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Programs Combat A Community Problem-Chronically Truant Students

What is the link among restricted driving privileges, enforced community service, and reduced welfare payments? These strategies are components of truancy-prevention programs in effect throughout the United States.

(Some changes may have occurred in these programs since this article first was published in 1998.)

Did you ever skip school for a day at the beach or a day of skiing? That activity was probably minor compared to the exploits of many chronically truant students today. Truancy has become a national problem.

And kids are not the only losers when they don't attend school or when they miss hours of school each day. Society loses as well. The federal At Risk Children Initiative, published in 1997, reported that

"Many police departments have found that rising daytime crime can be traced, in part, to truancy. In Van Nuys, California, a three-week truancy sweep resulted in a 60 percent reduction in shoplifting arrests. In St. Paul, Minnesota, crimes such as purse snatching dropped by almost 50 percent after police began picking up truants and taking them to a new school attendance center."

Local approaches to the problem of school attendance take several forms.

  • In Boston, Massachusetts, latecomers are locked out of school.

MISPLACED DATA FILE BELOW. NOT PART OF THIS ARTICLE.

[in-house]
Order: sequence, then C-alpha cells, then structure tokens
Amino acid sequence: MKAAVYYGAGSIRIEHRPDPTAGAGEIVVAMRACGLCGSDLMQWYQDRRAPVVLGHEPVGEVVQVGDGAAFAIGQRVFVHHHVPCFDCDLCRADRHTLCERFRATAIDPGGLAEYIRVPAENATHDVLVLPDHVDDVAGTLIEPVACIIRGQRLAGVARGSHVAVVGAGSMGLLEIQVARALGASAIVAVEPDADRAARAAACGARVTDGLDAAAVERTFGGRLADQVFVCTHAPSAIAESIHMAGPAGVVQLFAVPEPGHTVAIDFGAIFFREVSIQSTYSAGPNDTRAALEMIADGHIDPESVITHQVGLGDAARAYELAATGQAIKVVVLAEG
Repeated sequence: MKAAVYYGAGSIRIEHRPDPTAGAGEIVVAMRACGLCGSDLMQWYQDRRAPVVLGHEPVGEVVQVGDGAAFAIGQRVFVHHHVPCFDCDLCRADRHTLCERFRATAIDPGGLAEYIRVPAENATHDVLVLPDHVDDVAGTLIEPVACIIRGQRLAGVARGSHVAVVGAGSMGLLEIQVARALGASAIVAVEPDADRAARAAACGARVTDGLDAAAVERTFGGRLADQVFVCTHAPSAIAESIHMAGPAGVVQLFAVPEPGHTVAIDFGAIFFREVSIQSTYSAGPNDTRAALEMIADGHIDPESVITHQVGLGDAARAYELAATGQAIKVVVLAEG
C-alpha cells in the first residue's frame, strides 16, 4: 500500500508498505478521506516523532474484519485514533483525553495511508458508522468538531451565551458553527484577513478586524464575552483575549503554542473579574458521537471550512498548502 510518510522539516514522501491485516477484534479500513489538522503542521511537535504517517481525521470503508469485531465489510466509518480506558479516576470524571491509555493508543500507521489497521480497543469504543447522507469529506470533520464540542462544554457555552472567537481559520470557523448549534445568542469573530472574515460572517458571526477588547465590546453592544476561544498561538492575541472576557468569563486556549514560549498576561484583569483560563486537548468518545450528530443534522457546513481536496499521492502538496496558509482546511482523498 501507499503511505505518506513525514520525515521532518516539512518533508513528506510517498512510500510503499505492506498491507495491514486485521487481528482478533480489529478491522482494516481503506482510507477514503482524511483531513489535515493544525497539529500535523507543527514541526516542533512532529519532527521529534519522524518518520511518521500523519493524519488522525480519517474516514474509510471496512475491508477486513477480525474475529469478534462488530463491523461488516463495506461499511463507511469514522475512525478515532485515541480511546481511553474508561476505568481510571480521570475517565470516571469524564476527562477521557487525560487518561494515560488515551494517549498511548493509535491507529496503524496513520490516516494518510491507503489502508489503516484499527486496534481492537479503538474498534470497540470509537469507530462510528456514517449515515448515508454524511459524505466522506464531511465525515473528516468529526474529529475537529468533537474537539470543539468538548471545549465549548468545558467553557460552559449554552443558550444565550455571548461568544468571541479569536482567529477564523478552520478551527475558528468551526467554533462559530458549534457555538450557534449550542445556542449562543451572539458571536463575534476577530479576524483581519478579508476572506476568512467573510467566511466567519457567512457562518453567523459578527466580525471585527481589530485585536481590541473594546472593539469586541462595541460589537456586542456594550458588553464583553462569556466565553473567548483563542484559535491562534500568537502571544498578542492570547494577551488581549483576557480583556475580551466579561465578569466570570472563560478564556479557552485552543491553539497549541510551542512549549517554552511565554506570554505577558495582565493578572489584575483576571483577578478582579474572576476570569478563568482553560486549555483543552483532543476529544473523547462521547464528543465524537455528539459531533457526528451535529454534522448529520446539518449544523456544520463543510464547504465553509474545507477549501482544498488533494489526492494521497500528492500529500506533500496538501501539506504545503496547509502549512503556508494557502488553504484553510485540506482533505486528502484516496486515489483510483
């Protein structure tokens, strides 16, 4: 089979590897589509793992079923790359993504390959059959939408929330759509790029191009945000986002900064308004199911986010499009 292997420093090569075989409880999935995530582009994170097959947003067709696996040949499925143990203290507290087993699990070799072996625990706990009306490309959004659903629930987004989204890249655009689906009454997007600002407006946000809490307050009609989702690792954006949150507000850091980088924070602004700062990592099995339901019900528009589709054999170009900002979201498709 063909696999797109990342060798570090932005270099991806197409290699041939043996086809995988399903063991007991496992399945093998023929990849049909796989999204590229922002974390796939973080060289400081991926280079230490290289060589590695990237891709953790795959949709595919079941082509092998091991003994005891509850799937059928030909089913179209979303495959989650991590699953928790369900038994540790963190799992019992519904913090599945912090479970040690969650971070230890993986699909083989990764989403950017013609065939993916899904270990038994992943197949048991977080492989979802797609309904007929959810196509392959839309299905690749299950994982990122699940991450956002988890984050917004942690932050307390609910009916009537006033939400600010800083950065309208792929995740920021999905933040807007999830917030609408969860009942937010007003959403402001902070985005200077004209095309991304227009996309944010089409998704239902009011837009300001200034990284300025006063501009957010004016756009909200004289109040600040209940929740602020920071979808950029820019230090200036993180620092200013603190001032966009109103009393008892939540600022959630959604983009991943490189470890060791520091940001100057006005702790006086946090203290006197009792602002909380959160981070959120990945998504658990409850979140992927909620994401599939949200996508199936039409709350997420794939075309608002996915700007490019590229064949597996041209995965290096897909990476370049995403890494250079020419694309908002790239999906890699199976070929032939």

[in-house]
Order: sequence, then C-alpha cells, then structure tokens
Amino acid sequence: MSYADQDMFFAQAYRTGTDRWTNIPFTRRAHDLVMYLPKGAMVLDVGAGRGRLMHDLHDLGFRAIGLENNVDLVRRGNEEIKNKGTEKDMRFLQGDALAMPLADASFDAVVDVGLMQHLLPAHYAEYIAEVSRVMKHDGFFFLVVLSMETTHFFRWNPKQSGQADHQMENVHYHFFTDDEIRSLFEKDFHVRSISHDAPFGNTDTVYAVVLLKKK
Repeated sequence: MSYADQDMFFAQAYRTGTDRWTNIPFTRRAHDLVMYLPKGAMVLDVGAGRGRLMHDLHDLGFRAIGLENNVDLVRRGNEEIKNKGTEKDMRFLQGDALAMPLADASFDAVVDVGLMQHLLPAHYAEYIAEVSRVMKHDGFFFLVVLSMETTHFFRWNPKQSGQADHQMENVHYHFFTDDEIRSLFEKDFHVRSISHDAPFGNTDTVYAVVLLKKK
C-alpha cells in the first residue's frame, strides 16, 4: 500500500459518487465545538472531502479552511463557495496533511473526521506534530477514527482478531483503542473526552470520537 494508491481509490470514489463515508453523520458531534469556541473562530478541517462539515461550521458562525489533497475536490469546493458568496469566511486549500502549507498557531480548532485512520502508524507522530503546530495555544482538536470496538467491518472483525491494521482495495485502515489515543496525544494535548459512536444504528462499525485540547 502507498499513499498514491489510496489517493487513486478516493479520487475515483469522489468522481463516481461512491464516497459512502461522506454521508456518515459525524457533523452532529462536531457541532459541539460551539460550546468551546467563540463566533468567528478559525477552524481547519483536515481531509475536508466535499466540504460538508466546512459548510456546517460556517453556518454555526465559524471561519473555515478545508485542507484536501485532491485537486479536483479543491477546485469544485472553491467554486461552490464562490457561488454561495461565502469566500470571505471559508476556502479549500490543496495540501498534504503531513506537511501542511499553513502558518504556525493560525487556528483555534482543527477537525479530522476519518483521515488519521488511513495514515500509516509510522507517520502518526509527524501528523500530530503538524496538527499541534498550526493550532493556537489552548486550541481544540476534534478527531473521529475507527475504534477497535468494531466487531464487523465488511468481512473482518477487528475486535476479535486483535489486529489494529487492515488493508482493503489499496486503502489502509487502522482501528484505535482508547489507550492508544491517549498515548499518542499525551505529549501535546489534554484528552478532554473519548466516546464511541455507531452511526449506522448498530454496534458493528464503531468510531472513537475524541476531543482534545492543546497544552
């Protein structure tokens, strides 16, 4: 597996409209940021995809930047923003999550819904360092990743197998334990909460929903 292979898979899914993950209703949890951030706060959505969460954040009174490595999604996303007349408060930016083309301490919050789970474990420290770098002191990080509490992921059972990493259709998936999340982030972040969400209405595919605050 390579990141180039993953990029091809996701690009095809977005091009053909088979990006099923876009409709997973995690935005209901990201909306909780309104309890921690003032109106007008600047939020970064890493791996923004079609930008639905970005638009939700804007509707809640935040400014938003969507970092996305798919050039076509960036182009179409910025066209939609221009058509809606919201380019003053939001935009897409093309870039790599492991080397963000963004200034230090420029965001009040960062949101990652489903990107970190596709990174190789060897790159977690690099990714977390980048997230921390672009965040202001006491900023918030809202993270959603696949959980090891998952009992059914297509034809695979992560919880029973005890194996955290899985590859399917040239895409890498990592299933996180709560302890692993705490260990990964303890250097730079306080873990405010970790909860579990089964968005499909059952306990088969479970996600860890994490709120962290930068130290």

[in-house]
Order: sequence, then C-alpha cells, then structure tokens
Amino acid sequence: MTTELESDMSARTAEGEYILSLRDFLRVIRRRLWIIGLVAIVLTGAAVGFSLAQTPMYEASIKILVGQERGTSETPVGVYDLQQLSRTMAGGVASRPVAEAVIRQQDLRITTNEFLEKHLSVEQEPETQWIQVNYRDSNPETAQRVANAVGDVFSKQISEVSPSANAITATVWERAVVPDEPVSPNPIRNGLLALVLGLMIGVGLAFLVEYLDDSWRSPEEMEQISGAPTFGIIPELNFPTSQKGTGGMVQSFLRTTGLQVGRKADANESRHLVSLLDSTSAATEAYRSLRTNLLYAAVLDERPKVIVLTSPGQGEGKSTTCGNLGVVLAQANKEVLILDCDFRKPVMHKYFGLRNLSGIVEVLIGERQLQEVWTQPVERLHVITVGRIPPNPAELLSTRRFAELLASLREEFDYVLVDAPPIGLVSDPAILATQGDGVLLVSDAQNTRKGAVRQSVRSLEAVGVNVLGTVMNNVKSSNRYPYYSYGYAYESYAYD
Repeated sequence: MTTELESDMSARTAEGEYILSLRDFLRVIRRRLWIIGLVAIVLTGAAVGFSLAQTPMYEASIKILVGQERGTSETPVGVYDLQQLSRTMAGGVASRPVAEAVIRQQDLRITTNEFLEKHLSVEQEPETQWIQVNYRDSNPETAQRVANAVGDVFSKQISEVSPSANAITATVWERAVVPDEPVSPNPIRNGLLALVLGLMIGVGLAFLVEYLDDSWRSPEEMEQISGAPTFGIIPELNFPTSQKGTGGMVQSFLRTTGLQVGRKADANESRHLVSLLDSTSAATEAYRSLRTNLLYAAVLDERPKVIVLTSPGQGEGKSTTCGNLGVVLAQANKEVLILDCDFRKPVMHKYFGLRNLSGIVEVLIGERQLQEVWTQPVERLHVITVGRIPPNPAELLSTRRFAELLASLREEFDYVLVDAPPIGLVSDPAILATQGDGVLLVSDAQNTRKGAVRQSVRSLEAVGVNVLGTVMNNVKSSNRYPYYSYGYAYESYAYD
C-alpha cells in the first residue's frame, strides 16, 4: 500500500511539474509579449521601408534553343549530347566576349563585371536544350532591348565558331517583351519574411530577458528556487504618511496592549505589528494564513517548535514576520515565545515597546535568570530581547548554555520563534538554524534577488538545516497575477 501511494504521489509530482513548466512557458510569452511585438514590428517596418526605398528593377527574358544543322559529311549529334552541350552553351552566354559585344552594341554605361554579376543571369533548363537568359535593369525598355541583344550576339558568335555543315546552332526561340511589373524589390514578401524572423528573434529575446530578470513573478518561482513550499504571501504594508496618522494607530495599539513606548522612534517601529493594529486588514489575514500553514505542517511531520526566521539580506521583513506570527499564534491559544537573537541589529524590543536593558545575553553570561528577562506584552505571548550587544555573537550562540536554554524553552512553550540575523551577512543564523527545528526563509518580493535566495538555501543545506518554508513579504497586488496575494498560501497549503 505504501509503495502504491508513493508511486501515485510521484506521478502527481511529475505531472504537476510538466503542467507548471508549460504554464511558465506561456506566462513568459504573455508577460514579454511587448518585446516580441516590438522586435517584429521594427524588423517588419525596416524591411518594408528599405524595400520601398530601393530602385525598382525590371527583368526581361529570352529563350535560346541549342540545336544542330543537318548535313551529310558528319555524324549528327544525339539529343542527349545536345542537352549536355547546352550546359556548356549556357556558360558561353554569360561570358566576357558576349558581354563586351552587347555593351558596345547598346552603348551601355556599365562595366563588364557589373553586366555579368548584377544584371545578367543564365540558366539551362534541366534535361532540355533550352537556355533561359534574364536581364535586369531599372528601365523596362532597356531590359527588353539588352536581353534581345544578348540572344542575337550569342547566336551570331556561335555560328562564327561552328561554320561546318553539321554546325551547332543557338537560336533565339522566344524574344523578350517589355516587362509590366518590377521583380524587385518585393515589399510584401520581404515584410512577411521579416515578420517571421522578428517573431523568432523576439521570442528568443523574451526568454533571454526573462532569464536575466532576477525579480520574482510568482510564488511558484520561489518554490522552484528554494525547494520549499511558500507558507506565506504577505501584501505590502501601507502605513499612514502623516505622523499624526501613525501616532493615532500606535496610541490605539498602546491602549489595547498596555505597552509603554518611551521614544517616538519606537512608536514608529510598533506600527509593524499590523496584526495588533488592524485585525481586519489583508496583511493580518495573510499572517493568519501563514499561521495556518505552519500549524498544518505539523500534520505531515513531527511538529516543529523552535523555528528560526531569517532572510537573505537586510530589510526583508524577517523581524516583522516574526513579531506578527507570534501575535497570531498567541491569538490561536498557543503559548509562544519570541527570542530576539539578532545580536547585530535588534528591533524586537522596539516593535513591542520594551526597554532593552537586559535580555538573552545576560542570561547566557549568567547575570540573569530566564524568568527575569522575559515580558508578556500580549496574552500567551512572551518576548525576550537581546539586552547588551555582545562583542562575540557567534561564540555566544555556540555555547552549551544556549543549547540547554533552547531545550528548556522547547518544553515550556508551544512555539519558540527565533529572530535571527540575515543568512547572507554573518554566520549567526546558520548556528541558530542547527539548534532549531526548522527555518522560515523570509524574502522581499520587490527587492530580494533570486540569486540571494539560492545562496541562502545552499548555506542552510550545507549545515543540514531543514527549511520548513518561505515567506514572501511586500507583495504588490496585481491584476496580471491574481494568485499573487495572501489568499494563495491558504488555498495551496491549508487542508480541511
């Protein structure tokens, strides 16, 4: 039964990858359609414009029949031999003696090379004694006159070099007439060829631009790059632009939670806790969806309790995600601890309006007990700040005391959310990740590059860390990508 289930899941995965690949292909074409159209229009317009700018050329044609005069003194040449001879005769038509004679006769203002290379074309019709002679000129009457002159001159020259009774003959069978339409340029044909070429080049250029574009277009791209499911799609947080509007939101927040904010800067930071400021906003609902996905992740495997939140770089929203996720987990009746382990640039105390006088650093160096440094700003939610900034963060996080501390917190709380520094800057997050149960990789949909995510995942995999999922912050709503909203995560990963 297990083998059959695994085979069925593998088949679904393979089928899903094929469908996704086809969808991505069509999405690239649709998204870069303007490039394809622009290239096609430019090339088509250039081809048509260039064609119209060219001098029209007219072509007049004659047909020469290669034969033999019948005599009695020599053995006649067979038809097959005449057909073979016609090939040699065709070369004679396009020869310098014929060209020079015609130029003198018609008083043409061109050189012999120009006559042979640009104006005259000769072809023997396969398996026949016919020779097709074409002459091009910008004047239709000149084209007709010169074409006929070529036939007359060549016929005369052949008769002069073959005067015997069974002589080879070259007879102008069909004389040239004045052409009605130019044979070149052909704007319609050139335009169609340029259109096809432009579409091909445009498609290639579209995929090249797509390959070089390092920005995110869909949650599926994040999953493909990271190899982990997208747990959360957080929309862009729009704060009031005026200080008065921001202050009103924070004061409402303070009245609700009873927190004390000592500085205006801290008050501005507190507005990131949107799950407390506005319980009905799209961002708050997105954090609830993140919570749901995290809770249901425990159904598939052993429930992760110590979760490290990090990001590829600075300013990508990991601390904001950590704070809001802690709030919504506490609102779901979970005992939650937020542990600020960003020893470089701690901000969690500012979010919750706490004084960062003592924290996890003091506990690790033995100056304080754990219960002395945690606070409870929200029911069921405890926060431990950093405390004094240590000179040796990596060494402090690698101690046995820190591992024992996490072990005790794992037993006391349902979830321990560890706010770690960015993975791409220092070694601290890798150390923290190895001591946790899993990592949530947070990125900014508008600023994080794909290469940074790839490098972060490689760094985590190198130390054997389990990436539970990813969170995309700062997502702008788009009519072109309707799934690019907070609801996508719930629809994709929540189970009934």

• In Virginia, some driving privileges may be restricted.
  • In Chester, Pennsylvania, community service is required for truants.
  • In New York City, welfare payments are cut for families of truants.
  • In Chicago, Illinois, telephone hotlines allow citizens to report truant students.
  • In California, grants worth millions of dollars aid communities in their efforts to improve attendance and reduce truancy.

Because truancy is a societal problem, most truancy reduction programs are community-based. School systems, police and probation departments, welfare departments, and other social service agencies are teaming up to get kids back in school.


A program piloted in Chester, Pennsylvania, in 1998, recognized that fining parents is often not enough to change the behavior of truant youths. Instead, the program requires community service of participating students. "This is a step to facilitate education, not penalize a family," Gwendolyn Miller, district attendance supervisor of the Chester Upland School District, told the Philadelphia Inquirer in a January 1998 news story.

Parents could be fined $300 plus court costs.

The program focuses on getting the students back in school instead of financially penalizing their families -- many of whom do not have the money to pay.

The Chester Upland district has seen a decline in truancy rates during the past few years -- average attendance was about 80 percent in 1998. The small number of students with "long-standing truancy problems" in this new program will be carefully followed. They will each perform about nine hours of community service, and if students over age 13 fail to show up for community service they will be assigned to an alternative service program for juvenile offenders.